Communities are to be given the power to use empty shops as temporary art galleries and advice centres under plans announced by Communities Secretary Hazel Blears. The policy has been prompted by a warning issued by the Local Government Association earlier this week that Britain’s high streets are at risk of becoming ‘ghost towns’ as a result of the economic downturn.
Speaking to the BBC Ms Blears, the one bright spot of irrepressible optimism on an otherwise gloomy and exhausted government front bench said: ‘Town centres are the heartbeat of every community and businesses are the foundation so it is vital they remain vibrant places for the people to meet and shop throughout the downturn.’
The plan has met with criticism from Tory Shadow Communities Secretary Caroline Spellman, who attacked the government for scrapping rate relief on empty properties, a move, she said had ‘made maters much worse’ for small businesses, she also criticised new planning rules favouring out of town developments which, she said, ‘will soon make it even worse for high street shops.’
Caroline Spellman has a point more could and should be done to reduce the ruinous costs placed on small businesses, whether they trade on the high street or elsewhere. For decades it has been far too easy for developers to gobble up green field sites by building ugly retail parks and vast soulless estates with minimal service infrastructure and no real sense of community. It would be a mistake though to dismiss this latest initiative out of hand.
Hard though it may be to see it in a week when the sub sixth form silliness of Gordon Brown’s special advisor Damian McBride aided and abetted by the perennially irritating Derek Draper fatally compromised the party’s integrity this plan shows that, in policy terms at least, Labour still has something worthwhile to say.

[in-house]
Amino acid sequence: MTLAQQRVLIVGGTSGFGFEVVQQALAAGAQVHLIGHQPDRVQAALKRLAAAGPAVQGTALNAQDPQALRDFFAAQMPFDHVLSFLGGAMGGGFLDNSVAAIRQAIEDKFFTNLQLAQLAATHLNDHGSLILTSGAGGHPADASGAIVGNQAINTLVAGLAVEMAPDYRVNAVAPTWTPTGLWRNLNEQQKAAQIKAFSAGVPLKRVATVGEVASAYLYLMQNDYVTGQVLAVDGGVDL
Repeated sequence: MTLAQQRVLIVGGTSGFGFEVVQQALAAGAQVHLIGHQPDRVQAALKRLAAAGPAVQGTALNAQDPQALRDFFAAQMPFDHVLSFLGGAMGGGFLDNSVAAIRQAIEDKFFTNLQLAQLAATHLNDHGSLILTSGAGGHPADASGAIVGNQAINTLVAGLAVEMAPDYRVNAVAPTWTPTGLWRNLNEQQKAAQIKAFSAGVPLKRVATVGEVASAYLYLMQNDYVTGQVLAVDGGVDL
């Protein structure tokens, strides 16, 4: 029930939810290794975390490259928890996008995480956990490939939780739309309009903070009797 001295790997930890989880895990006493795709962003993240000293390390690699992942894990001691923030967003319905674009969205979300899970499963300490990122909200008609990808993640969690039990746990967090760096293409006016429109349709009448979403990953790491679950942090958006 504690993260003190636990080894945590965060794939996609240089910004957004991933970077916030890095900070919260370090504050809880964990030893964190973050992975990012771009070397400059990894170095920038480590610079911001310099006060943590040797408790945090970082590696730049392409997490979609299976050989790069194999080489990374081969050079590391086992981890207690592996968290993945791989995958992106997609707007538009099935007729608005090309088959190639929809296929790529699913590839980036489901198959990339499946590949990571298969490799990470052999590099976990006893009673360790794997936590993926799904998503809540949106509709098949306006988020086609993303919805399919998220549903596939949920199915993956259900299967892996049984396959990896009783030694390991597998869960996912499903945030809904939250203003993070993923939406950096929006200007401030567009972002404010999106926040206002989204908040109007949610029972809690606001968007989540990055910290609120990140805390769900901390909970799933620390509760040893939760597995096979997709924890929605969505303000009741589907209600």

It makes infinitely more sense to use empty shops as community facilities than to leave them to rot and Hazel Blears, often mocked in the media for her Tiggerish optimism, deserves to be praised for consistently championing the need for the public to be involved in the decision making process.
Finding new uses for old buildings should not though be seen as all that needs to be done in order to revive Britain’s fading town centres. We need to return to the idea that living in town is an attractive option for families not just the ‘young professionals’ featured in the glossy brochures put out by speculative developers or the invisible underclass. Doing so requires public and private investment to be ploughed into building decant affordable housing, creating attractive public spaces and repairing the public transport system.
Another and perhaps the most vital ingredient in reviving our moribund inner cities is giving local government and through it communities a real say in how and where regeneration funds are spent. What we need in fact is the making into a reality one of the sound bites New Labour threw off during its salad days, joined up government.
It may be a little late for the current government to finish the project but it could do much to expiate the worst of its excesses over the past decade by getting the process started.